By: Rabbi Shlomo Ezagui
On the 10th of Tishrei we observe the biblical fast day of Yom Kippur – the Day of Atonement. We proclaim the mighty holiness of this day, for it is awe-inspiring and fearsome. The Day of Judgment is here, and all created beings pass before G-d one by one. G-d reckons and G-d allocates the fixed portion, for the needs of all creatures and inscribes the verdict of their judgment. “Who shall live who shall die…. who by earthquake and who by pestilence…..but Repentance, Prayer and Charity avert the severity of the decree.”
The great Rabbis said. If G-d granted us only one Day of Atonement in our lifetime we would be extremely lucky. How much more so, when every year, we are granted atonement and a chance to start fresh. A brand new chapter in our relationship with G-d.
Rabbi Yochonan Ben Zakai an important Jewish sage in the era of the Second Temple is widely regarded as one of the most important Jewish figures of his time. Yet, even he, being the smallest of all Hillel’s students had the power to be bring the dead back to life. He was knowledgeable in every area of the Torah – Bible, numerology, the language of angels, demons, and palm trees. He knew the secrets of creation, and the secrets of G-ds heavenly Chariot.
Having fallen gravely ill, Rabbi Yochonan ben Zakai’s students came to visit him, and in seeing them he began to cry. His students asked, “Our master, the light and pillar of Israel, why are you crying?”
Rabbi Yochonan ben Zakai replied, “If I were being prepared to come before a king of flesh and blood, a king who is today in the world and tomorrow in the grave, I know that if this king were angry with me, his anger would not be forever. If he were to imprison me, the imprisonment ordered by him would not last forever. If he were to put me to death, the death ordered by him would not be eternal. I would appease him ……. Nevertheless, I would still cry.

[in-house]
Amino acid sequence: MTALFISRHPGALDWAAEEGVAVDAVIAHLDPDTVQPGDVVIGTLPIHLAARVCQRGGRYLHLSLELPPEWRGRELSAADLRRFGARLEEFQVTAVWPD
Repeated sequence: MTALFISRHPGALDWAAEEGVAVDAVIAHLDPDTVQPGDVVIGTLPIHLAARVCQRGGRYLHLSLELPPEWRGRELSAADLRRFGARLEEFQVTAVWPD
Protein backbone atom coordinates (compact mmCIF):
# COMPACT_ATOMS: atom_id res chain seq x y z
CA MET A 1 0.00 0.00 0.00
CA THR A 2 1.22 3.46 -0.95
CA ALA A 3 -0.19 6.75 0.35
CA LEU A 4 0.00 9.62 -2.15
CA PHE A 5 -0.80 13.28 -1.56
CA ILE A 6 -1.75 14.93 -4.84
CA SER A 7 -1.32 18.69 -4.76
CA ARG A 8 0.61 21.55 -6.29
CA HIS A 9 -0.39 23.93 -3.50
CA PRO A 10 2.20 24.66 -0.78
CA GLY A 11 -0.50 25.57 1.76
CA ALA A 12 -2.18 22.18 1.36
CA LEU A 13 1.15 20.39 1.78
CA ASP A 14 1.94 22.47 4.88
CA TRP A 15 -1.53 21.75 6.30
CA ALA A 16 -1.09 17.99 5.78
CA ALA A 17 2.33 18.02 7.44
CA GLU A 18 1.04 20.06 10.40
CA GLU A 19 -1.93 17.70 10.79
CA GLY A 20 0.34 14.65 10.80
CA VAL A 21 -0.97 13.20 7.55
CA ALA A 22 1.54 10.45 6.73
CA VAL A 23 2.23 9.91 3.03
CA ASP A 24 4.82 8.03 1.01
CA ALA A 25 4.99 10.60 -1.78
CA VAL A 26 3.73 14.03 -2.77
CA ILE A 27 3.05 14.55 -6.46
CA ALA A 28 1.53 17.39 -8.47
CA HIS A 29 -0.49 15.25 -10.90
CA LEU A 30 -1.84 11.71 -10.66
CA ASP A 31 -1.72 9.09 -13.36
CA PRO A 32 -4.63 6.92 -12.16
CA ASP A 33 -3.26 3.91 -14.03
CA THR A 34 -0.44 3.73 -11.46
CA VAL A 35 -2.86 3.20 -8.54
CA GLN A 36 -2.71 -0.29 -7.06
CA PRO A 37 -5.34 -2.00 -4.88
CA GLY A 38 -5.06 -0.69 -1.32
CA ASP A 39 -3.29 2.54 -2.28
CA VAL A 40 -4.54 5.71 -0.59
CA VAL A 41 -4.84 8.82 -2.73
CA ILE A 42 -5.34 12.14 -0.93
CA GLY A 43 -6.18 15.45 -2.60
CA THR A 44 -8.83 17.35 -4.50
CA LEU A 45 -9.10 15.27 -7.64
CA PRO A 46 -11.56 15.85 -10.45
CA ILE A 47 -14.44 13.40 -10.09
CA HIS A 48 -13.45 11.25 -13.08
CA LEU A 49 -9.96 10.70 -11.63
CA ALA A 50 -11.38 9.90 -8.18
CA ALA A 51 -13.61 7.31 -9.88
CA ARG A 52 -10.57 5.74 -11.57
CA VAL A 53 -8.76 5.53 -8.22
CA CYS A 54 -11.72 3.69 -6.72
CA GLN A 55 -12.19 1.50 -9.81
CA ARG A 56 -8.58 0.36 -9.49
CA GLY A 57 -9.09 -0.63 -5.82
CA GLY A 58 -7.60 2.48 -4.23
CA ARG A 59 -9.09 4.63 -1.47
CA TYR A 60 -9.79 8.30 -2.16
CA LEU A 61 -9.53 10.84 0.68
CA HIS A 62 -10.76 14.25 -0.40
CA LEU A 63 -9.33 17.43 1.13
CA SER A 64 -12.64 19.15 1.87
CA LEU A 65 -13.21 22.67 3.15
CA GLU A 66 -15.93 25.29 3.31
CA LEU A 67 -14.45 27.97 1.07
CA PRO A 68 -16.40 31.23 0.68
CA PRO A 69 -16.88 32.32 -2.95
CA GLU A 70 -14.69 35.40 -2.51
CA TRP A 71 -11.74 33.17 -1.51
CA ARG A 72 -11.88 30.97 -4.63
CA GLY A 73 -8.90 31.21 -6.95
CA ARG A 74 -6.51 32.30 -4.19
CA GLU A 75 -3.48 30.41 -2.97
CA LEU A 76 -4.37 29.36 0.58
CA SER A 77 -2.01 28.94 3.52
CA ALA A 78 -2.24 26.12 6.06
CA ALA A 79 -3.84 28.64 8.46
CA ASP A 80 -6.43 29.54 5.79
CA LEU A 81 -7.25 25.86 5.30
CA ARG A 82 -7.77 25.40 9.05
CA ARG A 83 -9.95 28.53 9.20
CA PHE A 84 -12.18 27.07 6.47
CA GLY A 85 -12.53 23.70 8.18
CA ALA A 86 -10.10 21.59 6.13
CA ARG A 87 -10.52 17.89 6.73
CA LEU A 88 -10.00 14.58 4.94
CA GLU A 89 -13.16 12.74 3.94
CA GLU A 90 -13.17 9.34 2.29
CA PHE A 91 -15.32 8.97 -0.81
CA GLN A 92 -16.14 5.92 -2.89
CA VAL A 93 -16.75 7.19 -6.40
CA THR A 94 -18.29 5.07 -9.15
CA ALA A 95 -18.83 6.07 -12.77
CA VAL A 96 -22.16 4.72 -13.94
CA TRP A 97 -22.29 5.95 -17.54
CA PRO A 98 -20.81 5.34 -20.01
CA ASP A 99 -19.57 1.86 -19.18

Now, today, I am being brought before the King of kings, the Holy One, blessed be He. He lives forever, and His anger, if He were to turn it against me, would be final. If He were to imprison me, this imprisonment would be forever. If He would put me to death, this death would be eternal. I will not be able to appease Him with words or bribe Him with money. And not only that, but there are two paths that lie before me – one for the garden of Eden and the other for hell – and I don’t know by which path they will make me go. And yet you don’t want me to cry?
His students said, “Our Master, bless us!”
Rabbi Yochonan ben Zakai replied, “May G-d grant that your fear of Heaven equal your fear of beings of flesh and blood!”
Surprised by this response, the students asked him, “That’s all? Nothing more?”
Rabbi Yochonan ben Zakai said to them, “If only, you (were to) reach that level. Know this: When a man commits a sin, he tells himself, ‘I hope no one saw me!’”
Do you remember the last time you went a bit over the speed limit and passed a police car and prayed, “G-d, please, I hope I don’t get caught, or I hope he didn’t see me?”
We all know the feeling of sitting in our car and wondering how many points and how much money will the ticket be. The prophet tells us, “I do not desire the death of the wicked, but that he turns from his (evil) ways so he can live.”
On Yom Kippur you don’t have to wonder. By asking G-d for forgiveness and sincerely putting the past behind us, all tickets are wiped out. The essence of the day – brings atonement. What a great and merciful G-d.
To read more articles from Rabbi Ezagui visit him at http://koshercaffeine.blogspot.com/